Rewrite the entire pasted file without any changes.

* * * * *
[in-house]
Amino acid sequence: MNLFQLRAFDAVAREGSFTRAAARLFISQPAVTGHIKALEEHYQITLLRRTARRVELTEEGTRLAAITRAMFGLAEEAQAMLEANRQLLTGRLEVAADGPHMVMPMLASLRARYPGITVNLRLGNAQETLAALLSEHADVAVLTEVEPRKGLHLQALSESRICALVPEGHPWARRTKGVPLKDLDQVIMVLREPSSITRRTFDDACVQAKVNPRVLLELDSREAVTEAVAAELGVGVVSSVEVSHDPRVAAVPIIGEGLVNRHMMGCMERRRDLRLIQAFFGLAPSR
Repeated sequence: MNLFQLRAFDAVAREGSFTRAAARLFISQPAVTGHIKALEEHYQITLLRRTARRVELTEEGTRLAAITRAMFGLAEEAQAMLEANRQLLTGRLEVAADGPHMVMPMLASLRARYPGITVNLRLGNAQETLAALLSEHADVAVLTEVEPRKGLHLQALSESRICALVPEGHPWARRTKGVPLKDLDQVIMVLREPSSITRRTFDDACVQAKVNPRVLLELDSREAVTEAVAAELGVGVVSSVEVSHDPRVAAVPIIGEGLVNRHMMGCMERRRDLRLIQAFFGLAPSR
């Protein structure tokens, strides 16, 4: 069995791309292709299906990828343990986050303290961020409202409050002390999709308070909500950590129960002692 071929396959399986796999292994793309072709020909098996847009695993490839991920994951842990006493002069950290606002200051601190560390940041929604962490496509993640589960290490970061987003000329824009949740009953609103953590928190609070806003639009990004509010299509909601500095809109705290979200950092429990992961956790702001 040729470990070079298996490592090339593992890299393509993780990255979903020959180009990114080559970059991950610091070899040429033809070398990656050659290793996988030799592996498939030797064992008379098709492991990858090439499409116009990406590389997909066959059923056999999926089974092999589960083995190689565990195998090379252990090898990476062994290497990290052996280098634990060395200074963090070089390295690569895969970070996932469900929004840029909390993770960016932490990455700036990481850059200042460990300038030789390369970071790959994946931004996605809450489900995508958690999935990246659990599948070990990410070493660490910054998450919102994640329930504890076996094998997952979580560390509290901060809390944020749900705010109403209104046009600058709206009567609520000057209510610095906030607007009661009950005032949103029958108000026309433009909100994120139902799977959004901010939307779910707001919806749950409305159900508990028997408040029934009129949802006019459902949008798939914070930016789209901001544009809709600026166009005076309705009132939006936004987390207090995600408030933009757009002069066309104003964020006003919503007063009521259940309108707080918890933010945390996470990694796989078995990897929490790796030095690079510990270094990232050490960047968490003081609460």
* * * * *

[in-house]
Amino acid sequence: MNLFQLRAFDAVAREGSFTRAAARLFISQPAVTGHIKALEEHYQITLLRRTARRVELTEEGTRLAAITRAMFGLAEEAQAMLEANRQLLTGRLEVAADGPHMVMPMLASLRARYPGITVNLRLGNAQETLAALLSEHADVAVLTEVEPRKGLHLQALSESRICALVPEGHPWARRTKGVPLKDLDQVIMVLREPSSITRRTFDDACVQAKVNPRVLLELDSREAVTEAVAAELGVGVVSSVEVSHDPRVAAVPIIGEGLVNRHMMGCMERRRDLRLIQAFFGLAPSR
Repeated sequence: MNLFQLRAFDAVAREGSFTRAAARLFISQPAVTGHIKALEEHYQITLLRRTARRVELTEEGTRLAAITRAMFGLAEEAQAMLEANRQLLTGRLEVAADGPHMVMPMLASLRARYPGITVNLRLGNAQETLAALLSEHADVAVLTEVEPRKGLHLQALSESRICALVPEGHPWARRTKGVPLKDLDQVIMVLREPSSITRRTFDDACVQAKVNPRVLLELDSREAVTEAVAAELGVGVVSSVEVSHDPRVAAVPIIGEGLVNRHMMGCMERRRDLRLIQAFFGLAPSR
């Protein structure tokens, strides 16, 4: 069995791309292709299906990828343990986050303290961020409202409050002390999709308070909500950590129960002692 071929396959399986796999292994793309072709020909098996847009695993490839991920994951842990006493002069950290606002200051601190560390940041929604962490496509993640589960290490970061987003000329824009949740009953609103953590928190609070806003639009990004509010299509909601500095809109705290979200950092429990992961956790702001 040729470990070079298996490592090339593992890299393509993780990255979903020959180009990114080559970059991950610091070899040429033809070398990656050659290793996988030799592996498939030797064992008379098709492991990858090439499409116009990406590389997909066959059923056999999926089974092999589960083995190689565990195998090379252990090898990476062994290497990290052996280098634990060395200074963090070089390295690569895969970070996932469900929004840029909390993770960016932490990455700036990481850059200042460990300038030789390369970071790959994946931004996605809450489900995508958690999935990246659990599948070990990410070493660490910054998450919102994640329930504890076996094998997952979580560390509290901060809390944020749900705010109403209104046009600058709206009567609520000057209510610095906030607007009661009950005032949103029958108000026309433009909100994120139902799977959004901010939307779910707001919806749950409305159900508990028997408040029934009129949802006019459902949008798939914070930016789209901001544009809709600026166009005076309705009132939006936004987390207090995600408030933009757009002069066309104003964020006003919503007063009521259940309108707080918890933010945390996470990694796989078995990897929490790796030095690079510990270094990232050490960047968490003081609460």